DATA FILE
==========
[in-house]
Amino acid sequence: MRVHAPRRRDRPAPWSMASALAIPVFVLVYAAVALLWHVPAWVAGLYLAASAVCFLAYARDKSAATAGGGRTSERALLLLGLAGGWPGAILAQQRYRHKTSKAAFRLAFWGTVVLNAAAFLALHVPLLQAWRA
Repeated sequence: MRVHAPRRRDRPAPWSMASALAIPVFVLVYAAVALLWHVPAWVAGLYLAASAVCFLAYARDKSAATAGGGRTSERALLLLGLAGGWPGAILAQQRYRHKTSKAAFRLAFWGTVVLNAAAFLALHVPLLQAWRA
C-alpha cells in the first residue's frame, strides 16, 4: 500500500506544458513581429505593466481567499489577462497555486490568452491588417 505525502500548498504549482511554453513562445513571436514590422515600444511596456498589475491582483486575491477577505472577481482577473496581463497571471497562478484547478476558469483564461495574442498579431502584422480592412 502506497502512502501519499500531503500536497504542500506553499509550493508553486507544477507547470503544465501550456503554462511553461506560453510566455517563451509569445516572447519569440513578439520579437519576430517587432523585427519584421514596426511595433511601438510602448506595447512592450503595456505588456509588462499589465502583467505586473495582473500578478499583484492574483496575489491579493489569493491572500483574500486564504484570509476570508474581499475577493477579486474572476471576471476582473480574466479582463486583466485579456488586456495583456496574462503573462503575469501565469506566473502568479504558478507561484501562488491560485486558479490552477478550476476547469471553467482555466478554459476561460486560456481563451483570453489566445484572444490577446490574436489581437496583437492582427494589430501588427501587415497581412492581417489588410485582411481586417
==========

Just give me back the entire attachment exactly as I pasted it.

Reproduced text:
[in-house]
Amino acid sequence: MRVHAPRRRDRPAPWSMASALAIPVFVLVYAAVALLWHVPAWVAGLYLAASAVCFLAYARDKSAATAGGGRTSERALLLLGLAGGWPGAILAQQRYRHKTSKAAFRLAFWGTVVLNAAAFLALHVPLLQAWRA
Repeated sequence: MRVHAPRRRDRPAPWSMASALAIPVFVLVYAAVALLWHVPAWVAGLYLAASAVCFLAYARDKSAATAGGGRTSERALLLLGLAGGWPGAILAQQRYRHKTSKAAFRLAFWGTVVLNAAAFLALHVPLLQAWRA
C-alpha cells in the first residue's frame, strides 16, 4: 500500500506544458513581429505593466481567499489577462497555486490568452491588417 505525502500548498504549482511554453513562445513571436514590422515600444511596456498589475491582483486575491477577505472577481482577473496581463497571471497562478484547478476558469483564461495574442498579431502584422480592412 502506497502512502501519499500531503500536497504542500506553499509550493508553486507544477507547470503544465501550456503554462511553461506560453510566455517563451509569445516572447519569440513578439520579437519576430517587432523585427519584421514596426511595433511601438510602448506595447512592450503595456505588456509588462499589465502583467505586473495582473500578478499583484492574483496575489491579493489569493491572500483574500486564504484570509476570508474581499475577493477579486474572476471576471476582473480574466479582463486583466485579456488586456495583456496574462503573462503575469501565469506566473502568479504558478507561484501562488491560485486558479490552477478550476476547469471553467482555466478554459476561460486560456481563451483570453489566445484572444490577446490574436489581437496583437492582427494589430501588427501587415497581412492581417489588410485582411481586417